COUNTY OF SIMCOE
The County of Simcoe may see a boost to many of its services, including Long Term Care and Senior Services, Ontario Works, and Social Housing.
As part of the Government of Ontario’s 2016 budget, the province plans to invest $178 million in affordable housing and homelessness prevention, which will include the construction of up to 1,500 new supportive housing units over three years to ensure residents have access to adequate and affordable housing and $45 million over three years ($15 million per year) in new funding for the Community Homelessness Prevention Initiative.
“We are committed to implementing people-focused solutions to ending homelessness in our communities,” said Warden Gerry Marshall.
“With Thursday’s announcement, the province has shown its dedication toward ensuring its municipalities have the tools we need to help our most vulnerable.”
As the Consolidated Municipal Service Manager for this region, the County also welcomed the government’s plan to increase social assistance rates by 1.5 per cent for adults receiving Ontario Works and people with disabilities relying on the Ontario Disability Support Program, with a top-up for those with the lowest social assistance rates.
Long-term care will see a 2% increase in nursing and personal care for the next three years, which continues to be less than previous years and lower than annualised costs. Long-term care in Ontario struggles with chronic provincial under-funding and would benefit from increased funding in order to achieve minimum standardized hours per resident.
However, a $10M boost to the current $44M Behavioural Supports Ontario funding (2016-17, 2017-18 and 2018-19) and a $250M increase to home- and community-care services in 2016-17 and 2017-18 is welcomed news.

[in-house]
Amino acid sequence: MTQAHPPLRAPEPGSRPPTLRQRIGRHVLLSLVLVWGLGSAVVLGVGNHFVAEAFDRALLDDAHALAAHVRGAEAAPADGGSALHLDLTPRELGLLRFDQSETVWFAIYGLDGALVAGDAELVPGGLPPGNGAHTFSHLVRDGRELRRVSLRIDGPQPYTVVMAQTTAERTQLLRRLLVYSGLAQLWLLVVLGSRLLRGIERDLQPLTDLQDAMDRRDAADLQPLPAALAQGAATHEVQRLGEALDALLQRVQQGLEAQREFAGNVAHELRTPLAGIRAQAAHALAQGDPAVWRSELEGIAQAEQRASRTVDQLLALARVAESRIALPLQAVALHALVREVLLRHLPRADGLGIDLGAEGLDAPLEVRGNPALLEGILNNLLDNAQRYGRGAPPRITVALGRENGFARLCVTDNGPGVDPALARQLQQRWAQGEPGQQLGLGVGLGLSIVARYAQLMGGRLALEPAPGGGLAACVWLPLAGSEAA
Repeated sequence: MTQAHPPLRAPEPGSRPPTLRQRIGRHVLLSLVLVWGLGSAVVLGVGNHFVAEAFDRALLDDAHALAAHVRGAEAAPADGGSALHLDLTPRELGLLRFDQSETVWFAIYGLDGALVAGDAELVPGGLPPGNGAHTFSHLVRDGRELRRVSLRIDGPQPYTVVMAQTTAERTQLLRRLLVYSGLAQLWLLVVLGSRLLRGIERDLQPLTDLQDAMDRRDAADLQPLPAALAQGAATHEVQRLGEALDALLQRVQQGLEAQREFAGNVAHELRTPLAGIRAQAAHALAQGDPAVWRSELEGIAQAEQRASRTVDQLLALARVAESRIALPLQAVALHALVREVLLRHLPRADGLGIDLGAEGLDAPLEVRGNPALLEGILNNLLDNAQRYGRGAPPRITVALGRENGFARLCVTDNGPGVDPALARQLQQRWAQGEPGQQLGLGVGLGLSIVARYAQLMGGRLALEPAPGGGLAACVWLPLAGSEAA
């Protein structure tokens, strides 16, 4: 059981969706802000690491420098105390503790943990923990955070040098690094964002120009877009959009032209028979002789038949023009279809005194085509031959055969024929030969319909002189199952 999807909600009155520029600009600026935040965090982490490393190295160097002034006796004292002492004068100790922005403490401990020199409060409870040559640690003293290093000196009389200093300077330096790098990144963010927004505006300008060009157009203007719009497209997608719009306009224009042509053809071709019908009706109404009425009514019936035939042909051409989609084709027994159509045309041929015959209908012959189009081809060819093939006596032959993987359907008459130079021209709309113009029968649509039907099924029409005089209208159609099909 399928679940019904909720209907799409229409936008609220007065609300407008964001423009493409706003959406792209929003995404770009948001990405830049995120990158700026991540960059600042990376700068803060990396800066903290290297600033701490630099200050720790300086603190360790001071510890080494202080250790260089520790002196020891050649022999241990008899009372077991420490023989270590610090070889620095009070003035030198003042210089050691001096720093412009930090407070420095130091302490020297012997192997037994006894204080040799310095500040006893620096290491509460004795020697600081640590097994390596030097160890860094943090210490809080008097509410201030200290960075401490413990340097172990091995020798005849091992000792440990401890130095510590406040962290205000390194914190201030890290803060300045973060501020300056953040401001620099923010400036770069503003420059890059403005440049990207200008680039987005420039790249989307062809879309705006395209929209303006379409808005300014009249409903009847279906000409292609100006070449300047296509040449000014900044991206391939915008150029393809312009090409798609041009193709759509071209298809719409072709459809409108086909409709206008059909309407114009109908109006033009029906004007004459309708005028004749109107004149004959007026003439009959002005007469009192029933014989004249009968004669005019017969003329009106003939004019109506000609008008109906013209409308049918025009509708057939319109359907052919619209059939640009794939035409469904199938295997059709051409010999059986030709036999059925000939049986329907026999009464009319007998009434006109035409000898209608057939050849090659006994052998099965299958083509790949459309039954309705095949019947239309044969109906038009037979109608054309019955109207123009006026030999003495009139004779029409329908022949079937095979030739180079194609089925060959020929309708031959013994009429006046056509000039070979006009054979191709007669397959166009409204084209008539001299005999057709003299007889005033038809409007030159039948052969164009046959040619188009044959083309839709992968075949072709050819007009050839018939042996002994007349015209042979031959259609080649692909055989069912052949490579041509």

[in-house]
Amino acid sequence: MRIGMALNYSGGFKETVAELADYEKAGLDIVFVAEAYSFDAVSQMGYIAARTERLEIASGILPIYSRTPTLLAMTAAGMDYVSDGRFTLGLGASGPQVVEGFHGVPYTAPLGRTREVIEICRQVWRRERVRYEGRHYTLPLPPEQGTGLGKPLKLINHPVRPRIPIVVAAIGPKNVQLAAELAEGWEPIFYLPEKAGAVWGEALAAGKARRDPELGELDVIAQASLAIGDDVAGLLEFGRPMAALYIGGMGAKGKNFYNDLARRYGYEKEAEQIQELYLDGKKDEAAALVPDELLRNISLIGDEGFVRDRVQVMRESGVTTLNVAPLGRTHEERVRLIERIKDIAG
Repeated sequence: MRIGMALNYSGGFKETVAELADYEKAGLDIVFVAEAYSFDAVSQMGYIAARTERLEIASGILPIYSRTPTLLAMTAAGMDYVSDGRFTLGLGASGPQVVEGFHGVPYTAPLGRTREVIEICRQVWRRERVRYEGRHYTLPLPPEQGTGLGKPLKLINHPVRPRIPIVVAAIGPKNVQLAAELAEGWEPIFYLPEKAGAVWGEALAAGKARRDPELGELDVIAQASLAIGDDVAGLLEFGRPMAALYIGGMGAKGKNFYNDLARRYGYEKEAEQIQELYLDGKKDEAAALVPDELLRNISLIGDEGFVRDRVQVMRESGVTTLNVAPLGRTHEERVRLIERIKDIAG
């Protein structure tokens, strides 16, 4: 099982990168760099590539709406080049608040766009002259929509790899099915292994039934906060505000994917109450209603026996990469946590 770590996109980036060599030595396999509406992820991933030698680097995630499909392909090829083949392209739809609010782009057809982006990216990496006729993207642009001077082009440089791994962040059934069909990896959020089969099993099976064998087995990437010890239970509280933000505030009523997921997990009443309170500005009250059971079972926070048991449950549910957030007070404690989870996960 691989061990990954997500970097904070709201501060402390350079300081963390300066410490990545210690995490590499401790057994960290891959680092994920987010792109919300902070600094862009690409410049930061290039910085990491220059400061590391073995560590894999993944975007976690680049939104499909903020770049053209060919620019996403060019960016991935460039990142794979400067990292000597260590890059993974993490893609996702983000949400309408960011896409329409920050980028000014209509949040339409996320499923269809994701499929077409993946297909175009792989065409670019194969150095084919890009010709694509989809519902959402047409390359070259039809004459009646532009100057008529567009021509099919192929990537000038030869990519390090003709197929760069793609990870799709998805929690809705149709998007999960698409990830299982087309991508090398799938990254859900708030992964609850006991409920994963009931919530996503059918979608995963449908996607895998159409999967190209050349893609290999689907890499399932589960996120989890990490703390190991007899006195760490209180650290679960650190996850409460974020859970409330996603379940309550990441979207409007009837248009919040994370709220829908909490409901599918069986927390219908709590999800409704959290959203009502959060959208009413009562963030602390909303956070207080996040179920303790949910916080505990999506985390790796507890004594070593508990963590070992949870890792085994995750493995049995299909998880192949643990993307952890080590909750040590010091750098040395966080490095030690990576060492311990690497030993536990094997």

The County of Simcoe provides senior services through several programs across the County and owns four long-term care homes located in Penetanguishene, Beeton, Collingwood, and Orillia.
As proud supporters of post-secondary education in the region, the County is pleased by the creation of the province’s Ontario Student Grant, which will make average tuition more affordable for middle-class families and free for students from families with incomes of $50,000 or lower, but remains concerned with the lack of new funding for other levels of education.
“Hospitals and schools are the backbone of every municipality. It is unfortunate that these institutions are at risk of closing in our smaller communities,” said Warden Marshall.
“The absence of funding formula changes in the 2016 budget to protect these critically important small town rural Ontario assets leave me concerned.”